My research group is developing novel material systems that mimic and exploit the dynamic physical mechanisms responsible for the targeted response in biological cells and tissues. We focus on behaviors occurring at the cell surface and focus on science that will facilitate drug delivery, sensor platforms, and devices that selectively capture targeted cells for analytics, cell-based therapies, or diagnostics.
In a first project, new hybrid membranes developed in the Santore lab can form the basis for diagnostic platforms to assess the activity of membrane-active species, to expedite the design and testing of membrane-active drugs. Additionally, biomimetic surfaces created in our lab transcend targeting via simple biomolecular recognition to achieve selective dynamic adhesion that discriminates cells or delivery packages on the basis of the spatial distribution of receptors or on physical features. These attributes are uniquely useful for economical cell capture and sorting, for instance for the capture of rare circulating tumor cells or for the harvesting and purification of targeted cell populations. These material systems may also find use as platforms for on-line (continuous throughput) sensors.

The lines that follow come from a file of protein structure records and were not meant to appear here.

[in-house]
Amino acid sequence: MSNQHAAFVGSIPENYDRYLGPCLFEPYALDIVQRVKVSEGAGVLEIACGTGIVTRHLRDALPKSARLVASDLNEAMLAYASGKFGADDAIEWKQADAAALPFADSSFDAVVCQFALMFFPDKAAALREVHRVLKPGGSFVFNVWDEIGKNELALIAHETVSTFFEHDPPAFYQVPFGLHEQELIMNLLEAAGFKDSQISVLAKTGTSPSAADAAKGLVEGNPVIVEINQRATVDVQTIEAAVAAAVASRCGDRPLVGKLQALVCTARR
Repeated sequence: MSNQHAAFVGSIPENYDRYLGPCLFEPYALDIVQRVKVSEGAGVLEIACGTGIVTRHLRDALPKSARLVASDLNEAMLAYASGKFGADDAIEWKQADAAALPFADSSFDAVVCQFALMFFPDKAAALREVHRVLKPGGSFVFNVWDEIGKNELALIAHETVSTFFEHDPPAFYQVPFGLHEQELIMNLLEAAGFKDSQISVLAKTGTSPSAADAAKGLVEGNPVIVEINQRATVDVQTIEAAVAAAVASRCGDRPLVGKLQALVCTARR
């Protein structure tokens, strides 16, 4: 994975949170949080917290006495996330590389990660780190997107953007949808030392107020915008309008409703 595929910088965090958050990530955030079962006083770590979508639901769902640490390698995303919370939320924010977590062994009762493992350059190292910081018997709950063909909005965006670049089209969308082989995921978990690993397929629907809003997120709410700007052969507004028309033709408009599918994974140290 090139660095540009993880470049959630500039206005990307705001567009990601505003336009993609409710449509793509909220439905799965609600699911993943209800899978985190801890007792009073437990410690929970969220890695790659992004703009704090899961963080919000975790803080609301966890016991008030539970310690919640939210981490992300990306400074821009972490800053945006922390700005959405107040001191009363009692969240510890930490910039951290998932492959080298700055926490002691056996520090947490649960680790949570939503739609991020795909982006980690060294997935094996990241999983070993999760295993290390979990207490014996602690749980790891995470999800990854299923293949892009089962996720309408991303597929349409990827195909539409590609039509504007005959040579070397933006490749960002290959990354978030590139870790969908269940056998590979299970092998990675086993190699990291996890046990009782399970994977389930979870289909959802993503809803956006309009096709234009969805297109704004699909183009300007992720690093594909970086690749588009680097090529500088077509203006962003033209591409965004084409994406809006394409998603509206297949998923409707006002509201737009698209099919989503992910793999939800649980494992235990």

By incorporating polymer and phospholipids in hybrid bilayer membranes, we have created membrane systems which potentially support ion channels and other membrane proteins targeted by drugs. The hybrid membranes are more robust than entirely phospholipid membranes, increasing the lifetime and reducing the numbers of attempts needed in studies of membrane protein interactions. At the same time the hybrid membranes quantitatively resemble the thermodynamic and tension response of entirely phospholipid models. The new robust hybrid membrane can be used to assess factors beyond simple recognition, for instance the influence of mechanical stresses and curvatures that more closely resemble cellular response.
In a second project, abiotic surfaces (those without biomolecular targeting fragments) are being developed as active surfaces for selective cell capture and manipulation in-situ, in the presence of complex
Learn more at www.pse.umass.edu/~msantore/
- BS Carnegie Mellon University, 1985
- PhD Princeton University, 1989